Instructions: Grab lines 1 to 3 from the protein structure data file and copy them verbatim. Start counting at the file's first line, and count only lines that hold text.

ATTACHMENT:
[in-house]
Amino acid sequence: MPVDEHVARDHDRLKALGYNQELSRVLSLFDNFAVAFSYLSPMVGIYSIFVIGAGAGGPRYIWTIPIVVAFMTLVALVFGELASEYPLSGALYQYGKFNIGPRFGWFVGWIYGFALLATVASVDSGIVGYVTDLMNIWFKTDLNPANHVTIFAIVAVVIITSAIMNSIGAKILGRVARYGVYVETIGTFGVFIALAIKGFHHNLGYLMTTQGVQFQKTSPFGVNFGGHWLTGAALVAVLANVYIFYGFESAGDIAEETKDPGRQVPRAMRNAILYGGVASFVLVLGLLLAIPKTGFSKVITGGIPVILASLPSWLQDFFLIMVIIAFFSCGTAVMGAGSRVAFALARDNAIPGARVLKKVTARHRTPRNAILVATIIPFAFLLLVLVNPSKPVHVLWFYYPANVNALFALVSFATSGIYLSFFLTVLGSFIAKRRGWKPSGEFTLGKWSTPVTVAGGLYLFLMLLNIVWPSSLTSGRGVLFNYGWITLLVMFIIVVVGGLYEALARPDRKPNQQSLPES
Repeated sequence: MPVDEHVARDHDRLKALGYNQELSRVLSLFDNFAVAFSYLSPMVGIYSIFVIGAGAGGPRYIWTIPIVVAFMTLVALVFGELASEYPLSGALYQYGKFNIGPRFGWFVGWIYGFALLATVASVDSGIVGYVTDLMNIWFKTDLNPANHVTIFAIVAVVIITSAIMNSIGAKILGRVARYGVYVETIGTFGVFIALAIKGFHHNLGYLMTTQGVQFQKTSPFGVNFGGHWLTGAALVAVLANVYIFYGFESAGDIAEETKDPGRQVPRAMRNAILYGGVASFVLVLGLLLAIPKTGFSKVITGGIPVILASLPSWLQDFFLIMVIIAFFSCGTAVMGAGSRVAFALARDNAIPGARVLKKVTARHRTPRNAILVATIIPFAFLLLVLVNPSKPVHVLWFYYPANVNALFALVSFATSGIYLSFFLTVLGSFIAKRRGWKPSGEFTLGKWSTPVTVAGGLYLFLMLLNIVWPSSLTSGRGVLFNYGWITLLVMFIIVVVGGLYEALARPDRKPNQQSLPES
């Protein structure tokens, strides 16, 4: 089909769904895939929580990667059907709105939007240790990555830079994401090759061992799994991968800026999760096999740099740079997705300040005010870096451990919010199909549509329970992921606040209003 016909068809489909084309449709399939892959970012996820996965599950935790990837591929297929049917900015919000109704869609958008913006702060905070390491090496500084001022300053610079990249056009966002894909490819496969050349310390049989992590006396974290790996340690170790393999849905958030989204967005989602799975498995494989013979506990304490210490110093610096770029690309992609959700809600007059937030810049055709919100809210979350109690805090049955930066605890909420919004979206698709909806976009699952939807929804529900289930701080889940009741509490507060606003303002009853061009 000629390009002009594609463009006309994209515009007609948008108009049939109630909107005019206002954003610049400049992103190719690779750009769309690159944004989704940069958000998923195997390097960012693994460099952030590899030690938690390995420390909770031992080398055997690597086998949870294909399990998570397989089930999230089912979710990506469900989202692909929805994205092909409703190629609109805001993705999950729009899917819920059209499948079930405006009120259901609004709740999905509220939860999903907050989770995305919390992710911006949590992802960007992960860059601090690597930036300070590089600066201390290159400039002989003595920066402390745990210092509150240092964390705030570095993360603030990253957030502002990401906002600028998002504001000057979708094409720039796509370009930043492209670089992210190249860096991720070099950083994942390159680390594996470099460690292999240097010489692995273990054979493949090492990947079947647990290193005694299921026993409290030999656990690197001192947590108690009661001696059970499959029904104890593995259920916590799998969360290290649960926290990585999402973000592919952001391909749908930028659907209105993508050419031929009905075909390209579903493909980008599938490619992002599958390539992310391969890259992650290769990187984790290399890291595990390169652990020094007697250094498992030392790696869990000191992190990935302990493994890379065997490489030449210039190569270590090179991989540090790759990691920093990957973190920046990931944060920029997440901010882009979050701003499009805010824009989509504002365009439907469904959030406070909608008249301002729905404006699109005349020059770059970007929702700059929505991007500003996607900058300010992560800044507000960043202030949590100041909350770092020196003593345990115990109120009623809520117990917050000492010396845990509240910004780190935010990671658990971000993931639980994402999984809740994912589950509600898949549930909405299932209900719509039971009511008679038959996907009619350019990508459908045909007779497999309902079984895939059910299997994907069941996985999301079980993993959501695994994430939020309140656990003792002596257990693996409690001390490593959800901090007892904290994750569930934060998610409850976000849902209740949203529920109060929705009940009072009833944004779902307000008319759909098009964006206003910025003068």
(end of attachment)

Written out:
[in-house]
Amino acid sequence: MPVDEHVARDHDRLKALGYNQELSRVLSLFDNFAVAFSYLSPMVGIYSIFVIGAGAGGPRYIWTIPIVVAFMTLVALVFGELASEYPLSGALYQYGKFNIGPRFGWFVGWIYGFALLATVASVDSGIVGYVTDLMNIWFKTDLNPANHVTIFAIVAVVIITSAIMNSIGAKILGRVARYGVYVETIGTFGVFIALAIKGFHHNLGYLMTTQGVQFQKTSPFGVNFGGHWLTGAALVAVLANVYIFYGFESAGDIAEETKDPGRQVPRAMRNAILYGGVASFVLVLGLLLAIPKTGFSKVITGGIPVILASLPSWLQDFFLIMVIIAFFSCGTAVMGAGSRVAFALARDNAIPGARVLKKVTARHRTPRNAILVATIIPFAFLLLVLVNPSKPVHVLWFYYPANVNALFALVSFATSGIYLSFFLTVLGSFIAKRRGWKPSGEFTLGKWSTPVTVAGGLYLFLMLLNIVWPSSLTSGRGVLFNYGWITLLVMFIIVVVGGLYEALARPDRKPNQQSLPES
Repeated sequence: MPVDEHVARDHDRLKALGYNQELSRVLSLFDNFAVAFSYLSPMVGIYSIFVIGAGAGGPRYIWTIPIVVAFMTLVALVFGELASEYPLSGALYQYGKFNIGPRFGWFVGWIYGFALLATVASVDSGIVGYVTDLMNIWFKTDLNPANHVTIFAIVAVVIITSAIMNSIGAKILGRVARYGVYVETIGTFGVFIALAIKGFHHNLGYLMTTQGVQFQKTSPFGVNFGGHWLTGAALVAVLANVYIFYGFESAGDIAEETKDPGRQVPRAMRNAILYGGVASFVLVLGLLLAIPKTGFSKVITGGIPVILASLPSWLQDFFLIMVIIAFFSCGTAVMGAGSRVAFALARDNAIPGARVLKKVTARHRTPRNAILVATIIPFAFLLLVLVNPSKPVHVLWFYYPANVNALFALVSFATSGIYLSFFLTVLGSFIAKRRGWKPSGEFTLGKWSTPVTVAGGLYLFLMLLNIVWPSSLTSGRGVLFNYGWITLLVMFIIVVVGGLYEALARPDRKPNQQSLPES